Fall Seven Times, Stand Up Eight

Hello! It’s been a long time, my friends!

I’d like to preface this blog by apologizing for being MIA for so long.

There are a few reasons for that, the first being I’ve realized it’s very difficult to keep things updated and feel creative while being exhausted from hiking and still trying to live in the moment during my thru hike.

Secondly. As most of you all know, I was off trail for 32 days due to injury. And of course, because of that fact I really didn’t have much to say while off trail as I wasn’t 100% sure I would be continuing my PCT journey, and frankly I was depressed and didn’t want to write anything.

However, I am very excited to announce that I am back on the trail and I have been for about 2 weeks. (Hallelujah!)

So, without further ado here is my next blog which will talk about why I had to get off trail, getting back on it, and all the hardships that came within this 32-day journey…

Getting off the trail:

One morning I woke up and couldn’t place weight-bearing pressure on my right foot without excruciating pain. I knew I couldn’t continue hiking that day. And sadly, I was in a terrible part of trail somewhere 26 miles from the next town where I could rest. Thankfully, someone was around that was able to drive me to Idyllwild. Once I got there I was able to catch up to my friends who I haven’t seen since Mount Laguna which was a great reunion. (See my double zero on the PCT blog). My plan was to take a few rest days and get back on trail within a few days. I got an X-ray to rule out fractures and breaks. (Thank god)

Let’s attempt to hike again:

One day I was feeling a bit better so off to hike I went… I was only able to get 1.5 miles in before I had to turn back around and go back to Idyllwild. My foot still wasn’t better. I was heartbroken. Thoughts like “what if this is the end of my hike?” or “How much longer will this take to heal?” etc all started to run through my head.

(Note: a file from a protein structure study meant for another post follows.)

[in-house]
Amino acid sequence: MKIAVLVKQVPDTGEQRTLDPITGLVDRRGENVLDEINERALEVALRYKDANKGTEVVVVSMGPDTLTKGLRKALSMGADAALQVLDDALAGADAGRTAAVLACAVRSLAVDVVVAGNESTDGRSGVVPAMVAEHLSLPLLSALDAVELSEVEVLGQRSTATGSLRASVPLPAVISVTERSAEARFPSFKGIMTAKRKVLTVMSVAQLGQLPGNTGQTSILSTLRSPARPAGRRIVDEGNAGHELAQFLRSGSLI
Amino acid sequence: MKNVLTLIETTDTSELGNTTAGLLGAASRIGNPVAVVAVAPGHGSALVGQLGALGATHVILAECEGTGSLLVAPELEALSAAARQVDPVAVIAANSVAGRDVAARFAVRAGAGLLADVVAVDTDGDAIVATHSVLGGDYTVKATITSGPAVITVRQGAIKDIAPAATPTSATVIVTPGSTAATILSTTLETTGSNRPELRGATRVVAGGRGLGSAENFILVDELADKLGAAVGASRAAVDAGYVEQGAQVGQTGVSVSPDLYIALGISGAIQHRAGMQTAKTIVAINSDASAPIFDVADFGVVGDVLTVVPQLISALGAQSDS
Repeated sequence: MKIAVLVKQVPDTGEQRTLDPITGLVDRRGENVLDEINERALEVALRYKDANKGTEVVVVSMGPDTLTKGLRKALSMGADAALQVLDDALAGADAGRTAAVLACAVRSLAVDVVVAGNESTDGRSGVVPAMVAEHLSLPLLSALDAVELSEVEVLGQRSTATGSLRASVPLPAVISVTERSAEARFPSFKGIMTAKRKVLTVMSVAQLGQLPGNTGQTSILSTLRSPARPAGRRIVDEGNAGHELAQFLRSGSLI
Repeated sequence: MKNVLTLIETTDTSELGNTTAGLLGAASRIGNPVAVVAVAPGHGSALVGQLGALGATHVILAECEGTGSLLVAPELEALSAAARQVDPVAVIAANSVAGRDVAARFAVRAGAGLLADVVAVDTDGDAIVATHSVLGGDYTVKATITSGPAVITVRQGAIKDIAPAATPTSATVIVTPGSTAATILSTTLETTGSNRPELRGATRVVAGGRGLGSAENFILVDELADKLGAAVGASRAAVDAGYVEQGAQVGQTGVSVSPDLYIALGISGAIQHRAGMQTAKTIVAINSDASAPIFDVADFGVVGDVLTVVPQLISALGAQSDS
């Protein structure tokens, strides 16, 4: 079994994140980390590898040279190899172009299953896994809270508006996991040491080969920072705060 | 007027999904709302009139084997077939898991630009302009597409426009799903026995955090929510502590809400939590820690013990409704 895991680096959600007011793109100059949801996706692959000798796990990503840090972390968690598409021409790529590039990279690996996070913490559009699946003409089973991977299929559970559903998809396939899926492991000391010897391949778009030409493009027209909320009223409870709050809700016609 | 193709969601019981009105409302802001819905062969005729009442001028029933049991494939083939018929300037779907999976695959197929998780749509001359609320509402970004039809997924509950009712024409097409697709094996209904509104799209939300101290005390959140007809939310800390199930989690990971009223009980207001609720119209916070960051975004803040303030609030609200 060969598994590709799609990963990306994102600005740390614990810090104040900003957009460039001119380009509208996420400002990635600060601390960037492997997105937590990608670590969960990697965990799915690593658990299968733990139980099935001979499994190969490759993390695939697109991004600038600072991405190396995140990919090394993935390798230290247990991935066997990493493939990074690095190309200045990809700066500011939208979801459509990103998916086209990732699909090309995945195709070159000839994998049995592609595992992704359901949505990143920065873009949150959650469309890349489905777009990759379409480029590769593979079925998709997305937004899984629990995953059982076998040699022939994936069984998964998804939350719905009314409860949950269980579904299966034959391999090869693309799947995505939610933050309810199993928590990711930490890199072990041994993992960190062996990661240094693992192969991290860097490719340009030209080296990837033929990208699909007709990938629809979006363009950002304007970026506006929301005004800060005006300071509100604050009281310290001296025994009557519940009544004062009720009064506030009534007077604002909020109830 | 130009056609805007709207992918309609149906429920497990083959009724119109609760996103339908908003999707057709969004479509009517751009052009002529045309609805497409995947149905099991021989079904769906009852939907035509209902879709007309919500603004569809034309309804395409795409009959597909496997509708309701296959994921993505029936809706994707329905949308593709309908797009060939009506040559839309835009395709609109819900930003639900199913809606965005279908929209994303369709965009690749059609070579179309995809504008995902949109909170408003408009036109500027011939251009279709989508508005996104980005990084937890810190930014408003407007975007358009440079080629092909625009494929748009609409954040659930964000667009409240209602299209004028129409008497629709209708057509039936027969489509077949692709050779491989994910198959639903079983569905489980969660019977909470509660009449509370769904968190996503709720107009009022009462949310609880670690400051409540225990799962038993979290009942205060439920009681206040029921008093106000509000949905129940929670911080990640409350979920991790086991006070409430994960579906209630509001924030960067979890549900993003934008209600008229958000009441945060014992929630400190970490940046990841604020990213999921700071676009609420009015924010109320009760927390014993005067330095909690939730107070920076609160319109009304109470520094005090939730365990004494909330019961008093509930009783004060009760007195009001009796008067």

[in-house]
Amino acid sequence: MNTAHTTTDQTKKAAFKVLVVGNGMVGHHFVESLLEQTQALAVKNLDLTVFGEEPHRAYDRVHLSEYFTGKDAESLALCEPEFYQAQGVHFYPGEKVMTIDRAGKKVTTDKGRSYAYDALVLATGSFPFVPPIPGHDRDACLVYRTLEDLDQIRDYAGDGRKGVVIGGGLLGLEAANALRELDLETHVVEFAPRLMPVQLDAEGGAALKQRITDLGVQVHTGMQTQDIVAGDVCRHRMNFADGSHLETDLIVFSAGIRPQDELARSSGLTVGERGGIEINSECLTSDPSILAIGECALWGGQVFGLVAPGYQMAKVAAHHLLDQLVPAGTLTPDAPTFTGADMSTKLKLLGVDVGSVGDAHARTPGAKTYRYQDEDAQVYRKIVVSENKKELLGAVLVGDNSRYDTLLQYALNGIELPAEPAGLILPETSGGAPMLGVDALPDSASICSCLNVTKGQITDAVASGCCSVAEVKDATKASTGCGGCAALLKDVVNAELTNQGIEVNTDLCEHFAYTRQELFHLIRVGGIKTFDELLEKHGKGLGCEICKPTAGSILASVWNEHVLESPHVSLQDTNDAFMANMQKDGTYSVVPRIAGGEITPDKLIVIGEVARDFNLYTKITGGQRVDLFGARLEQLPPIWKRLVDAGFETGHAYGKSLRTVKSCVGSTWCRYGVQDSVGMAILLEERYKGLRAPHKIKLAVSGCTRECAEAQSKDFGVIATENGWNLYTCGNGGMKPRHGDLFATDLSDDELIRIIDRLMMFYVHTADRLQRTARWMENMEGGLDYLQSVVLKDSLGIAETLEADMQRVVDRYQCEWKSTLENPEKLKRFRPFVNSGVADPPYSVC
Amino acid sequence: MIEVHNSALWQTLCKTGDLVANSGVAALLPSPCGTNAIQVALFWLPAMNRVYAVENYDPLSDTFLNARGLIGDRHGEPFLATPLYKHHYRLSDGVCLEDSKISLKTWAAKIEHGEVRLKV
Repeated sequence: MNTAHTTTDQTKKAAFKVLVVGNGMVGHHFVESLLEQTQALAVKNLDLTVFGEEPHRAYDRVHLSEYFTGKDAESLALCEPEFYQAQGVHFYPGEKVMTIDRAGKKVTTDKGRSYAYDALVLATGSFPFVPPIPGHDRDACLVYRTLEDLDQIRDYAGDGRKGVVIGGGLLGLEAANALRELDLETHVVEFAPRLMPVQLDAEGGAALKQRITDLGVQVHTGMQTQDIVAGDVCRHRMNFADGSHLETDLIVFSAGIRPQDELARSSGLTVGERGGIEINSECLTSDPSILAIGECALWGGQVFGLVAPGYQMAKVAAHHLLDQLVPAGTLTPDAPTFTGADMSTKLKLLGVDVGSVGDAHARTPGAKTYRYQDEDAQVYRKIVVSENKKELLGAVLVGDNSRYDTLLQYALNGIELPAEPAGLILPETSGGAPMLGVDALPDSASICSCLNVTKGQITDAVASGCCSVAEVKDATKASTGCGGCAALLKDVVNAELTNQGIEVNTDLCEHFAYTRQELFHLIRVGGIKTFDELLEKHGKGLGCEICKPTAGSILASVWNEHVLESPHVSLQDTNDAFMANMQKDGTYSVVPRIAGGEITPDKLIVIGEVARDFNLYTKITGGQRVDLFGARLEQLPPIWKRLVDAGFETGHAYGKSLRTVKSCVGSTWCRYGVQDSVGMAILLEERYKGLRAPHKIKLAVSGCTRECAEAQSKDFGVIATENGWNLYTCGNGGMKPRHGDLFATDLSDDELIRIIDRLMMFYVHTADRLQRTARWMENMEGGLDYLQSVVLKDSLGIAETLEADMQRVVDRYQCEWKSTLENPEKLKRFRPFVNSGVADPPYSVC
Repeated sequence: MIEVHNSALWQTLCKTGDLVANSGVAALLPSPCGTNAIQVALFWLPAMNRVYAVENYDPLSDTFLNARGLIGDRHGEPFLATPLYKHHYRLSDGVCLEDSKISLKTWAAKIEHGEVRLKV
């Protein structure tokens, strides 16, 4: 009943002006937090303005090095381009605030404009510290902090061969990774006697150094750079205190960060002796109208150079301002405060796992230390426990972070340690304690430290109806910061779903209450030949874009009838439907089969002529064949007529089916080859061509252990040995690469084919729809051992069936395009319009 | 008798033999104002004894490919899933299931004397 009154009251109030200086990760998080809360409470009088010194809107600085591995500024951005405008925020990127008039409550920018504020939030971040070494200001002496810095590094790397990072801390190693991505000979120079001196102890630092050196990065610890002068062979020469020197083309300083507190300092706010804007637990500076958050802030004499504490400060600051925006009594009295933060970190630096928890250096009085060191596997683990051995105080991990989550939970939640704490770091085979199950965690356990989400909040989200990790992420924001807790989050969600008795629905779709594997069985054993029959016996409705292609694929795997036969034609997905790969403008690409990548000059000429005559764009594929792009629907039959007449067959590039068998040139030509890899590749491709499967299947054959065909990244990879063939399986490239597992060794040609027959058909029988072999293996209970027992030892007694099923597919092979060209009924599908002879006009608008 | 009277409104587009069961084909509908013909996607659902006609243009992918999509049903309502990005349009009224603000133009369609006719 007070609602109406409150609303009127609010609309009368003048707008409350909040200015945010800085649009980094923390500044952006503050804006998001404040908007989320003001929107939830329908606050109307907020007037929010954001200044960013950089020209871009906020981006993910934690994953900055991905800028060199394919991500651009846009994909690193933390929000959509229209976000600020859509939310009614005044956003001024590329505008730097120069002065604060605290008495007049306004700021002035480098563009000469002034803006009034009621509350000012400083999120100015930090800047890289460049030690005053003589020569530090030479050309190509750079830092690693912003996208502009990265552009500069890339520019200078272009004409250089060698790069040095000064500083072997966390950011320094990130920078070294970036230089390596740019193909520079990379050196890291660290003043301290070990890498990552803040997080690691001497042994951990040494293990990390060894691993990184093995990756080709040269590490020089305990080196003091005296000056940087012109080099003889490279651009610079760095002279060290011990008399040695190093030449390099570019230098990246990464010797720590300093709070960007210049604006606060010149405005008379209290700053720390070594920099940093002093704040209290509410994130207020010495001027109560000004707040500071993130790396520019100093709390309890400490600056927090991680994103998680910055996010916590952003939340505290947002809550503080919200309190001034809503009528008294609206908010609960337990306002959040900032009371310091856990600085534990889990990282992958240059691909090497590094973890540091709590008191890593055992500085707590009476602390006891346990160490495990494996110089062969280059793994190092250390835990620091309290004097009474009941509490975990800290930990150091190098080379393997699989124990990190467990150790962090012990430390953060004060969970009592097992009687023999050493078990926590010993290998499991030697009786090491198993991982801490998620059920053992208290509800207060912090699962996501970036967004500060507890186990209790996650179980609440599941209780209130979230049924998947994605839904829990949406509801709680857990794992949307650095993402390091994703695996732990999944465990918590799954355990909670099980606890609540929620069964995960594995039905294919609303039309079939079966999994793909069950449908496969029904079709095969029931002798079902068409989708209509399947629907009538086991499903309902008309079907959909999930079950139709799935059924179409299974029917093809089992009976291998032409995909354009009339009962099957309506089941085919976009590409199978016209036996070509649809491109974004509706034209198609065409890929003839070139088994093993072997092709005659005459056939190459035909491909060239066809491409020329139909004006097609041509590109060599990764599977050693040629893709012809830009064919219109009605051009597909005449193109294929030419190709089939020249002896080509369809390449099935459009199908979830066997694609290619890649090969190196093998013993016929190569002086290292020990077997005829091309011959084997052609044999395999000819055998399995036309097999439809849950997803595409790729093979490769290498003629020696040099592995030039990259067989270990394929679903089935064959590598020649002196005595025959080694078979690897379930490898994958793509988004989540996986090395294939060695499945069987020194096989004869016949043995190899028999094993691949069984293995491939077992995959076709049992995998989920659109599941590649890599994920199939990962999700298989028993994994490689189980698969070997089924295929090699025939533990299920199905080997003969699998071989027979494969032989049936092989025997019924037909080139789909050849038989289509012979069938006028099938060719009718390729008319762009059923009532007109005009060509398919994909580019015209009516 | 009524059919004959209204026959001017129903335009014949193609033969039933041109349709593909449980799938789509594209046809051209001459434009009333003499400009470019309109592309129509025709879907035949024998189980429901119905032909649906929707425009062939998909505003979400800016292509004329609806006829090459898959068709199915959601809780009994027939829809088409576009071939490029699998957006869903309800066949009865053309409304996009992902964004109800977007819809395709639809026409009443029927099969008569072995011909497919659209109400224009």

My new reality:

I was bed ridden with my foot pain for about 20 days trail angel hopping in Idyllwild.  (Big thank you to everyone who helped me. I wouldn’t be back on trail if it weren’t for all your generosity)

In that time I saw and spoke to multiple RMTs, PTs, a chiropractor, ED doctors, etc.

Full disclosure: 

Mentally, being off trail almost broke me for a bit. I didn’t want to fail. I didn’t want to fail myself or others who were supporting me or looking to me for support in their own healing. This was my dream. I needed to get back out there. I became pretty depressed over those 32 days because it was a waiting game. I hated not knowing what the future would hold for me and my hike.

My new plan:

Eventually, I chose to go home for my birthday to see my pup in hopes to bring my morale up. It definitely worked. (Side note: I taught her two new tricks because she is such a smart wonderful girl) I also saw two foot specialists. (Fun fact. I left my gear with a trail angel in Idyllwild to ensure I would come back. Even though I knew in that moment I would come back, I knew that seeing my dog, I might try to justify staying home.)

Long story short to speed things up here, basically a SHIT ton of imbalances within my feet aided to the problem of my foot pain, so I got orthotics, new shoes, and orchestrated a plan of how to get back to trail.

Coming back to trail:

Cue the tears flowing. Oh and that anxiety came rushing right back.

Crying is constant between my laughing and crying of happiness and relief. (Anxiety brain at the same time telling me not to get too excited in case I injure myself again…. shut up brain, let me enjoy this moment.)

I’m here. I made it. We are doing this again. I’m home. All my worries and fears are still right there with me because of my injury and the not knowing of if it will hold up or if I will re-injure myself  again, but I pushed those worries aside and started back on the trail. (From the I-10. Which means I had to skip the 58 miles from PVC to Cabazon. I was extremely sad about this at first because I started out this hike as a “purist” but soon realized I’d rather do it another time and finish my hike then hurt myself again pushing to do San Jacinto. Also, I decided I will do it later this year or next.)